It has also been a season in which Ferguson has faced many off-the-field challenges. Rooney’s October revolution, coming so soon after newspaper allegations that player slept with prostitutes brought the media’s full glare to Old Trafford’s doorsteps. The incident marked a new low in Ferguson’s relationship with the media, which has at times descended into all out war.
Rooney’s improved spring form has bought forgiveness from supporters but few will need reminding of the fickle nature of player loyalty, whatever that means in the modern game.
The season has also seen the successful integration Javier Hernandez, Chris Smalling and Fabio da Silva into the United squad. The Mexican’s impact has been significant, with 20 goals scored in an outstanding first season in England. Meanwhile, Smalling has demonstrated composure and a genuine physical presence during 33 matches for the first team. By the season’s end Fabio had supplanted Rafael in the first team, although 2011/12 was also a season of progression for United’s number 21.
This progress bodes well for the future, although Ferguson must surely be mindful of the weaknesses in United’s squad, so brutally exposed by Barcelona. Multiple retirements – Edwin van der Sar, Gary Neville, Paul Scholes – and Owen Hargreaves’ release means that the summer market will dictate whether United must run to progress or simply stand still next season.
Sir Alex Ferguson – in the face of squad degradation, off-the-field trouble, an FA suspension and a hamstrung budget Ferguson has certainly over-achieved. Spoilt perhaps but the United faithful demands the best. This is certainly not the best side of Ferguson’s 25-year tenure at Old Trafford. Yet a superb Premier League title, FA Cup semi-final and Champions League final is better reward than most pundits and many fans could have predicted. Ferguson is United’s greatest asset, even if he continues to defy logic by supporting the Glazer regime at every turn. Momentarily jeered by the Old Trafford crowd for thanking the Glazers during his post-season address. 9/10
Edwin van der Sar – 46 appearances, 0 goals – van der Sar’s consistency is matched by the great Dutchman’s enduring excellence. There is little doubt the former Ajax star could carry on in a United shirt but age and family priorities have prompted retirement at the age of 40. Yet to the end, van der Sar has ensured defensive confidence rarely matched by United’s ‘keepers since Peter Schmeichel’s retirement 12 years ago. A great season to cap off a fine United career. 8/10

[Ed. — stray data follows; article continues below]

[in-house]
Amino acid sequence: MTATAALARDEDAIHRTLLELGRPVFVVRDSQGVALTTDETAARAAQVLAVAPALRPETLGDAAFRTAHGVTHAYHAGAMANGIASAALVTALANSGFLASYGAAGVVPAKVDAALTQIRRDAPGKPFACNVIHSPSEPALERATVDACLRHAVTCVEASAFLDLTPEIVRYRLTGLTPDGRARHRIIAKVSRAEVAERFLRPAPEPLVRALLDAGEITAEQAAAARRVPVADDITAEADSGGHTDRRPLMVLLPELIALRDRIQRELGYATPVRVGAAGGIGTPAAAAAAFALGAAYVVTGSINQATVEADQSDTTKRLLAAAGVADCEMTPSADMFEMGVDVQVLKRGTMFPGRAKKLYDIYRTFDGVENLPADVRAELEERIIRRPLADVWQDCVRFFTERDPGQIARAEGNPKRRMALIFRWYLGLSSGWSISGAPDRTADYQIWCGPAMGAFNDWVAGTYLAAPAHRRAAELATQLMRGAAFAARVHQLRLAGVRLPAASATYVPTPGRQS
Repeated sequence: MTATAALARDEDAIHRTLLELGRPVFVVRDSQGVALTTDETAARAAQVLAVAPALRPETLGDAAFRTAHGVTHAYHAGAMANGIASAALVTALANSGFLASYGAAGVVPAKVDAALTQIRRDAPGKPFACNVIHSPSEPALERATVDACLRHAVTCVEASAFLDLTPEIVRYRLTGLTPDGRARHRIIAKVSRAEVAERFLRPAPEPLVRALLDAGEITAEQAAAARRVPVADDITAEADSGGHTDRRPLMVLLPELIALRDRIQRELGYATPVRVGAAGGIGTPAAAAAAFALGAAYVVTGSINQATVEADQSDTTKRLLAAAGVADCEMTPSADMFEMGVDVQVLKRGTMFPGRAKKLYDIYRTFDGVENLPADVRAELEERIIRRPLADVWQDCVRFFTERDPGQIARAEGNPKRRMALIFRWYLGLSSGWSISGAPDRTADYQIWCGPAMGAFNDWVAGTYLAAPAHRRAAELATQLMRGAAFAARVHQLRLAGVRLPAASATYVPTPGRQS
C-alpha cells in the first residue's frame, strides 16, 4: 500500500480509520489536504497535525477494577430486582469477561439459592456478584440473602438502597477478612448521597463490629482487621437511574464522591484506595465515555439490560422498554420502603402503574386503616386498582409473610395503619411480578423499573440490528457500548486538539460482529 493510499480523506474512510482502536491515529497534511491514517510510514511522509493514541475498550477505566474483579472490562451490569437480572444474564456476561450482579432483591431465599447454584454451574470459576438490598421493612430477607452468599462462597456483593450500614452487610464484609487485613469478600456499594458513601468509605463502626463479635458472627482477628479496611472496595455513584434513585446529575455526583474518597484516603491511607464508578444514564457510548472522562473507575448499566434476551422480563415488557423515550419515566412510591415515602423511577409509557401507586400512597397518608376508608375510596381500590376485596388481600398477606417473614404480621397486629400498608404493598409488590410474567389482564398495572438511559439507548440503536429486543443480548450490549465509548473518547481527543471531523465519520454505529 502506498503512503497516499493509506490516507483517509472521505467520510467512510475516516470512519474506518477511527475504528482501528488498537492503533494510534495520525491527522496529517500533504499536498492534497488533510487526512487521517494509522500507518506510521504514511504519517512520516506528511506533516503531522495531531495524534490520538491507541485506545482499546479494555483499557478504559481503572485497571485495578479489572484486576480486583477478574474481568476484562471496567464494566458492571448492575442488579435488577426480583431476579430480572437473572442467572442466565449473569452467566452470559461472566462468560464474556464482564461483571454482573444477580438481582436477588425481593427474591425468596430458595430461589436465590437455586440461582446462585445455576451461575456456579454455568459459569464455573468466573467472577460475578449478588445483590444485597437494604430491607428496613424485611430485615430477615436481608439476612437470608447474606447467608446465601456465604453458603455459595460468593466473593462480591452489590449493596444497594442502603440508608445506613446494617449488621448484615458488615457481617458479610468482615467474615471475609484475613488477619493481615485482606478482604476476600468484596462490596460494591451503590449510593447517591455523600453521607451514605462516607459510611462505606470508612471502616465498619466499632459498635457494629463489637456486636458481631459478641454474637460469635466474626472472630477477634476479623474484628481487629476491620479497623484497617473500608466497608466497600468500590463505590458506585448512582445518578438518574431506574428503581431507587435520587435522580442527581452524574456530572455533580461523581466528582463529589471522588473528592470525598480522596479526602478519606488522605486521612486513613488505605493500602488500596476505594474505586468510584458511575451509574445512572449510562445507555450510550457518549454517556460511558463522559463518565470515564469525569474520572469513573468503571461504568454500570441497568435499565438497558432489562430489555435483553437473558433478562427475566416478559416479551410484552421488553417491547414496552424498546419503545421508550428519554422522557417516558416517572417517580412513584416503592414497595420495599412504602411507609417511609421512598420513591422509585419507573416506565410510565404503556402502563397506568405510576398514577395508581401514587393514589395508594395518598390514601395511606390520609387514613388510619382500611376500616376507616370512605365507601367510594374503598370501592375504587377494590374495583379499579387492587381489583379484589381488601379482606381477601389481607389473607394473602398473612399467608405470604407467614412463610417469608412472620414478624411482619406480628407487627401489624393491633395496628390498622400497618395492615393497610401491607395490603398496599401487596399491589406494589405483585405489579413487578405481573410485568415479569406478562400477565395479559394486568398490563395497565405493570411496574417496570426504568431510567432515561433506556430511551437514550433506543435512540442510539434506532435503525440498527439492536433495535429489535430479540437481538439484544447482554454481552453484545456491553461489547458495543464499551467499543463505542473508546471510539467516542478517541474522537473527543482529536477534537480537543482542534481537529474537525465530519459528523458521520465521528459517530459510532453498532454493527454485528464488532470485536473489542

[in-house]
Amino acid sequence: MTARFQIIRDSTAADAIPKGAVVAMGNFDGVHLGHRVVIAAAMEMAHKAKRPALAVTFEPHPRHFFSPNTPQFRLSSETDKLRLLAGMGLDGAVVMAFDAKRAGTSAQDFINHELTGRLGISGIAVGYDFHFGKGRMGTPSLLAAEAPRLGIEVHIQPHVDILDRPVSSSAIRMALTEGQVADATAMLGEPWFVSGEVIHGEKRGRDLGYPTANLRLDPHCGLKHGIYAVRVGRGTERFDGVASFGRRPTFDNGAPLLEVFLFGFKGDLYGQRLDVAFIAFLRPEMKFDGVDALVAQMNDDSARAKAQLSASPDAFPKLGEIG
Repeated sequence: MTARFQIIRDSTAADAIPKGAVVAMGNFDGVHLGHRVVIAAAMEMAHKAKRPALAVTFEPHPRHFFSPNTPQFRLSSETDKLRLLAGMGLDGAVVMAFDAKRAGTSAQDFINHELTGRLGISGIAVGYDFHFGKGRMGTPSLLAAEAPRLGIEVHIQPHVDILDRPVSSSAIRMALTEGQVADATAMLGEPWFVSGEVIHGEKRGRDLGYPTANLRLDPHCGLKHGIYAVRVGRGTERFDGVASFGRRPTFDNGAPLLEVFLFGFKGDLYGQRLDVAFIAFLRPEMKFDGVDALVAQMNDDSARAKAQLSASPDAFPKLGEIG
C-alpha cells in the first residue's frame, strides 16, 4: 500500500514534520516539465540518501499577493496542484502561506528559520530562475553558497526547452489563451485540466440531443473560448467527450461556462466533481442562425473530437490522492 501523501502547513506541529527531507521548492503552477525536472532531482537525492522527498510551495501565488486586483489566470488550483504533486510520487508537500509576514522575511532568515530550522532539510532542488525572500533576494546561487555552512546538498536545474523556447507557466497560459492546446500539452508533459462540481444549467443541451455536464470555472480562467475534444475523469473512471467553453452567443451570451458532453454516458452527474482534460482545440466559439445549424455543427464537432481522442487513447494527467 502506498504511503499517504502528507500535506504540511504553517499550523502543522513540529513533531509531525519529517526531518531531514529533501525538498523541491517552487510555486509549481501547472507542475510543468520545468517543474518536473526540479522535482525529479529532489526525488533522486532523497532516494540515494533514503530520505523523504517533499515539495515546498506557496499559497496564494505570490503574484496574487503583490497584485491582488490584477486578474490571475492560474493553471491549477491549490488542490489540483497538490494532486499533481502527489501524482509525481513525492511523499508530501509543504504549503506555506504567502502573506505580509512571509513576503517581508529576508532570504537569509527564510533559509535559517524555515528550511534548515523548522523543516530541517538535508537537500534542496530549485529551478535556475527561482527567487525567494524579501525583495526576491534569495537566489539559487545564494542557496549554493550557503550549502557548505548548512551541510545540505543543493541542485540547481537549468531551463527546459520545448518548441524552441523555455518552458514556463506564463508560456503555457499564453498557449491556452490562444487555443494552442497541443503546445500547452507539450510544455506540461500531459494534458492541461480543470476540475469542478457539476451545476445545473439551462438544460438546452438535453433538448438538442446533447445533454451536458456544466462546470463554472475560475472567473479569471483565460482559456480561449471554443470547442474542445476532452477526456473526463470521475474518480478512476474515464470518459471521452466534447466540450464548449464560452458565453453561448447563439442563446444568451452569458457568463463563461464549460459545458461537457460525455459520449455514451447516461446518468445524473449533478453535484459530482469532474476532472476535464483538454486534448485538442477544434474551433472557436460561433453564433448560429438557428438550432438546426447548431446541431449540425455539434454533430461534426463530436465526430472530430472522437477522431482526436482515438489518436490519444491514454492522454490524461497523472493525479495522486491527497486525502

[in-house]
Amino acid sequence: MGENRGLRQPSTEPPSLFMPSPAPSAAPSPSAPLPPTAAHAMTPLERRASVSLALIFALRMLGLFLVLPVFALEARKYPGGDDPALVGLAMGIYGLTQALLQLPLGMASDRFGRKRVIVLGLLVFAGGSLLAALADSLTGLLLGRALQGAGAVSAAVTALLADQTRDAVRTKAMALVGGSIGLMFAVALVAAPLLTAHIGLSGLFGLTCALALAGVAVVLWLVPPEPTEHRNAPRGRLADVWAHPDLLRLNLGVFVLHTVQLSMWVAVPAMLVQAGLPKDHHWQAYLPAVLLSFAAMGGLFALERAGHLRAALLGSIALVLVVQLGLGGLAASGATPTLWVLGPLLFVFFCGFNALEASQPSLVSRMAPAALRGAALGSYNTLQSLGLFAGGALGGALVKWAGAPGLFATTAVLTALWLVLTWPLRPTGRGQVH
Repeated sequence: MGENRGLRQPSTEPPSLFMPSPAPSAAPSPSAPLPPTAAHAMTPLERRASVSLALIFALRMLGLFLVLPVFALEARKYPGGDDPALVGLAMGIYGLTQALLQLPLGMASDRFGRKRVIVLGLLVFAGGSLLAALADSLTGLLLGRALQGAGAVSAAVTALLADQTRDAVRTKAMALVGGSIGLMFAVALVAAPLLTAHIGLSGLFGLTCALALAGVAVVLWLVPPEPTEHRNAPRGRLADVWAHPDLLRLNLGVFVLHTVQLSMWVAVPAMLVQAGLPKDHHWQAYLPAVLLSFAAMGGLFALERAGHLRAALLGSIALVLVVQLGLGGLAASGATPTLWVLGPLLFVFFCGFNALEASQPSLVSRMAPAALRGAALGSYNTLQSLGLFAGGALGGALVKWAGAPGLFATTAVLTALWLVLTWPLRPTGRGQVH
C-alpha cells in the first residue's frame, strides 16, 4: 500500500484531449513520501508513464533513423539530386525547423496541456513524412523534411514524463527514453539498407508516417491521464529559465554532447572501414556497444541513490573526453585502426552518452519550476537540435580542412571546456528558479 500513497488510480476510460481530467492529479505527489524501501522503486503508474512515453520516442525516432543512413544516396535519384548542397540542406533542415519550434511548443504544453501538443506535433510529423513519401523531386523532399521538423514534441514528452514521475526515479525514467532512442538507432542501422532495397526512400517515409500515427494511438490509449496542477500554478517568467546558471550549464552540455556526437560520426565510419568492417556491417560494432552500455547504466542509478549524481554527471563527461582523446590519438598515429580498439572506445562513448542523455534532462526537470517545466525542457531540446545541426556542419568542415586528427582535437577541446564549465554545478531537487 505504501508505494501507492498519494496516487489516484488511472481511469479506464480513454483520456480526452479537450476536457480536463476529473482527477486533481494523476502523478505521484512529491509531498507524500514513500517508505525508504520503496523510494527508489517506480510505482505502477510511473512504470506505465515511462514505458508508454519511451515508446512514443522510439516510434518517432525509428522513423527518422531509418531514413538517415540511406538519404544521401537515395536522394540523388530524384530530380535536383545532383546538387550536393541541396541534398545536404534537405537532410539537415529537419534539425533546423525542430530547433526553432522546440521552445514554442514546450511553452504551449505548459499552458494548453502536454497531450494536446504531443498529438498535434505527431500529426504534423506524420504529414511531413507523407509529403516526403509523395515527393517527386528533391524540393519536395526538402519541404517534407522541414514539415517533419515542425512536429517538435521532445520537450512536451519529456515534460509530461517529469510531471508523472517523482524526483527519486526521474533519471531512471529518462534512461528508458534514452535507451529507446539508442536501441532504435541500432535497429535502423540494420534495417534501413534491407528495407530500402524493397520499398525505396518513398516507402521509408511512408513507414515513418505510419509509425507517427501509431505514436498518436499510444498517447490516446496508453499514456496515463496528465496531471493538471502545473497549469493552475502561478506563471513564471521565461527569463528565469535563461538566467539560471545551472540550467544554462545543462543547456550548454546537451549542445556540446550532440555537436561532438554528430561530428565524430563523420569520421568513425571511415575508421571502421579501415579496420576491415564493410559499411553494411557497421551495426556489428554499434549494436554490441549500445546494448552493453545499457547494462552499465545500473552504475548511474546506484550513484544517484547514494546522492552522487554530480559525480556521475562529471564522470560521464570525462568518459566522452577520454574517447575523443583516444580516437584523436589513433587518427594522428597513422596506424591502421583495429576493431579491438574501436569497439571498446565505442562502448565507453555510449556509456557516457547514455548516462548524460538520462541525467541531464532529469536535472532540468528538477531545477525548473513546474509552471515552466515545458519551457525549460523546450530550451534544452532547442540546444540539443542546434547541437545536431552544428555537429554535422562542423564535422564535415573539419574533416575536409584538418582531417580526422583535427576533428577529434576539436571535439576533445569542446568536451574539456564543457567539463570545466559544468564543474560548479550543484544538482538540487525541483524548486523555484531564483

Tomasz Kuszczak – 10, 0 – there are few that will shed a tear for the Pole when he leaves Old Trafford this summer. Kuszczak’s inability to provided any consistency in four years at the club ended with a hapless performance against Blackburn Rovers at Ewood Park. 4/10
John O’Shea – 32, 0 – United’s utility player rarely excites but his consistency – consistently average critics might argue – adds something to Ferguson’s options. O’Shea has been superseded by the da Silva brothers but will continue to provide useful cover in the coming years. 5/10
Rafael da Silva – 28, 0 – despite losing his place in the United side, first O’Shea in the autumn and then his brother Fabio in the spring, the Brazilian youngster has made encouraging progression this season. Fewer rash tackles and better defensive positioning mark a step up in class from the former Fluminese right-back. Missed out on the Champions League final. 6/10
Fabio da Silva – 25, 2 – Fabio’s United career has been disrupted both by injury and his brother’s role in the United side. But a late season injury-free run in the United side has provided compelling evidence of the defender’s potential class. Is likely to fight his brother for a place in the United side next season. 5/10
Patrice Evra – 48, 1 – a disappointing season by Evra’s very high standards, arguably the worst of his five and a half year United career. The Frenchman’s enduring class still manifests but Evra has increasingly been caught out of position defensively and, anecdotally at least, seems to offer less going forward. United supporters will hope that the World Cup hangover has subsided by August. 6/10